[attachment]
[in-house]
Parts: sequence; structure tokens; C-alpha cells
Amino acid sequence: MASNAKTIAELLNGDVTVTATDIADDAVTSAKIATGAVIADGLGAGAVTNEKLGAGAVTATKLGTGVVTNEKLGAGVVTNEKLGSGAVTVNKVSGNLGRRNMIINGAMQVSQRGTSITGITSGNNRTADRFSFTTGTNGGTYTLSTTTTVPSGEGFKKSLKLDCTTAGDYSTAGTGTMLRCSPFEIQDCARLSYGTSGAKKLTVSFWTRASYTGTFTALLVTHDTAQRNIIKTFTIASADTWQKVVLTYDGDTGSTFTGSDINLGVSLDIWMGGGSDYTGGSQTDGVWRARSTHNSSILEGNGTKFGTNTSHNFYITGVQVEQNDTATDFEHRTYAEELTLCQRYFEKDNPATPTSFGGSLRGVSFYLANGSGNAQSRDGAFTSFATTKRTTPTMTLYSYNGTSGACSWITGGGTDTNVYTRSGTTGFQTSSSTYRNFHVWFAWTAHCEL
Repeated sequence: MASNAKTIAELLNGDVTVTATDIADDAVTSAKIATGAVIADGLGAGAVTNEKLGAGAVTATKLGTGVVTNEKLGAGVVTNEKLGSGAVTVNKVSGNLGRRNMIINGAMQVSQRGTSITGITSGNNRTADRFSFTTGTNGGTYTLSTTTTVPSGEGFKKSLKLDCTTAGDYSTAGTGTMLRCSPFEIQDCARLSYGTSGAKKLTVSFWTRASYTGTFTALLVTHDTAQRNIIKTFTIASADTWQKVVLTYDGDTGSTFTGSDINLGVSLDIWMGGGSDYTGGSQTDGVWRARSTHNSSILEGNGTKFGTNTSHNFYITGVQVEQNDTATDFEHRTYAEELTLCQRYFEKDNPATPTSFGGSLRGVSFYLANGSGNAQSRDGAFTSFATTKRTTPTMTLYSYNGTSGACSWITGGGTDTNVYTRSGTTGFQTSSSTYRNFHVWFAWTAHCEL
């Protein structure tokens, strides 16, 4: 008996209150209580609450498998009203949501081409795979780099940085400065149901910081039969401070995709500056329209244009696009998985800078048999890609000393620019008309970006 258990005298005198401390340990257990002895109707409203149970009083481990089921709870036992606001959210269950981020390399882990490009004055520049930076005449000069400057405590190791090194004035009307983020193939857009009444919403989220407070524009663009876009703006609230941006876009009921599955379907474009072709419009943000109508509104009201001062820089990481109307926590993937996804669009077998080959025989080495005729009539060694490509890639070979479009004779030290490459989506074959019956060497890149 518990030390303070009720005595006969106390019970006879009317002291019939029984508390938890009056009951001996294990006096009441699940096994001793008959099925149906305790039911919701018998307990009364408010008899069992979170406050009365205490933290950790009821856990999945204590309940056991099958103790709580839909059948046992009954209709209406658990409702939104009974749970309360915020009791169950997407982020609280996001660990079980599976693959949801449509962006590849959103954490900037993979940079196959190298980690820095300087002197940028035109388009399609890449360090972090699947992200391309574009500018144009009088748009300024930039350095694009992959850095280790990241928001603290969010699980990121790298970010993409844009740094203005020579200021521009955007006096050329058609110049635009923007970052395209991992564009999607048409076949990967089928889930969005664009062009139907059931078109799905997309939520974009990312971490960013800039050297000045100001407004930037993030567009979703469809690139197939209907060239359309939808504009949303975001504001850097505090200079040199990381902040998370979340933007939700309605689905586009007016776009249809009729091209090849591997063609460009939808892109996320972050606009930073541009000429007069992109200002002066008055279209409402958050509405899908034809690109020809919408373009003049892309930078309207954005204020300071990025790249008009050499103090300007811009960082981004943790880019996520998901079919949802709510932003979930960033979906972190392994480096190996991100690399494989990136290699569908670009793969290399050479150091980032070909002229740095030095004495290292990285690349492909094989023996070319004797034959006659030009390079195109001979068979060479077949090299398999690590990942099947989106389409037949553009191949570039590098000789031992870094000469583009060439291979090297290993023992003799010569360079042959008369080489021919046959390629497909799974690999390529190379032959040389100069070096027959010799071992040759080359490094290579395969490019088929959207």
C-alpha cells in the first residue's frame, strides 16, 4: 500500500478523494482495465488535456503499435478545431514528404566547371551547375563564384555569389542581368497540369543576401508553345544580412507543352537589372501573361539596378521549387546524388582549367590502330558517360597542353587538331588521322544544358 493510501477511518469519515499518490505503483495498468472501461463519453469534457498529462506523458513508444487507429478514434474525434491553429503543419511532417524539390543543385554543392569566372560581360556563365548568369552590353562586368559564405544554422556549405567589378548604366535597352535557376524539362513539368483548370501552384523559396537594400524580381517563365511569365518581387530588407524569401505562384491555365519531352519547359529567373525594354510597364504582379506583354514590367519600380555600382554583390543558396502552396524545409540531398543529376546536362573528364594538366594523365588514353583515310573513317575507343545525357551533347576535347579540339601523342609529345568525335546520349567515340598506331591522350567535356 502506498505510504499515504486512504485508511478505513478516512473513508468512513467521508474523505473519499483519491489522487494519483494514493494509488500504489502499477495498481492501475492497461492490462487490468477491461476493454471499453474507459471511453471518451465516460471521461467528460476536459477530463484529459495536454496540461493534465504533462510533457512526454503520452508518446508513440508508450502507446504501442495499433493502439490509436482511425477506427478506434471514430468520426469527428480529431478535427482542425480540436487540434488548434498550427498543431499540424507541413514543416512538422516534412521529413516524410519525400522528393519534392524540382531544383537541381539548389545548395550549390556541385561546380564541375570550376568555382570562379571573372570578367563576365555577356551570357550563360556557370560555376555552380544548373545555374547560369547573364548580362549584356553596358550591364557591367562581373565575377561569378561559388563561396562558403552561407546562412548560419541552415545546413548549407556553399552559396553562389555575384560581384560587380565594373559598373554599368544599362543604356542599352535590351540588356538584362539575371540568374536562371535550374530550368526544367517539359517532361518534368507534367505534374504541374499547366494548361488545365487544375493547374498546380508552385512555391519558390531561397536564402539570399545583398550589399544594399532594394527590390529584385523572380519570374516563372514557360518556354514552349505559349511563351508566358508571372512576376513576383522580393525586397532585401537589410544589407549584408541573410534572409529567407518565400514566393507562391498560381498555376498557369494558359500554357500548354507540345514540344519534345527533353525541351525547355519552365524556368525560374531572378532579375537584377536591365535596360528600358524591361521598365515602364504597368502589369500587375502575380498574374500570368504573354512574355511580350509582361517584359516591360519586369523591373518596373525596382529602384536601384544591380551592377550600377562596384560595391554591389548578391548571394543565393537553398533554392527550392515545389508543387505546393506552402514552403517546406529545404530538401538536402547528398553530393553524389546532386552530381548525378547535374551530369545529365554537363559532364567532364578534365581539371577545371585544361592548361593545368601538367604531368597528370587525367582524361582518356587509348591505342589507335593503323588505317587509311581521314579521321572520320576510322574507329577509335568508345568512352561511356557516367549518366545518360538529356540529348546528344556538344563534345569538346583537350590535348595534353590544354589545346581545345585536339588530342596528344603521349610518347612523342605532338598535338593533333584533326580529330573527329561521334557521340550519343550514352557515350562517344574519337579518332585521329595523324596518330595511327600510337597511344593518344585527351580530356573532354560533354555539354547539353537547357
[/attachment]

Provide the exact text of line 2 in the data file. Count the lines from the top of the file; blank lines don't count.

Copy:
Parts: sequence; structure tokens; C-alpha cells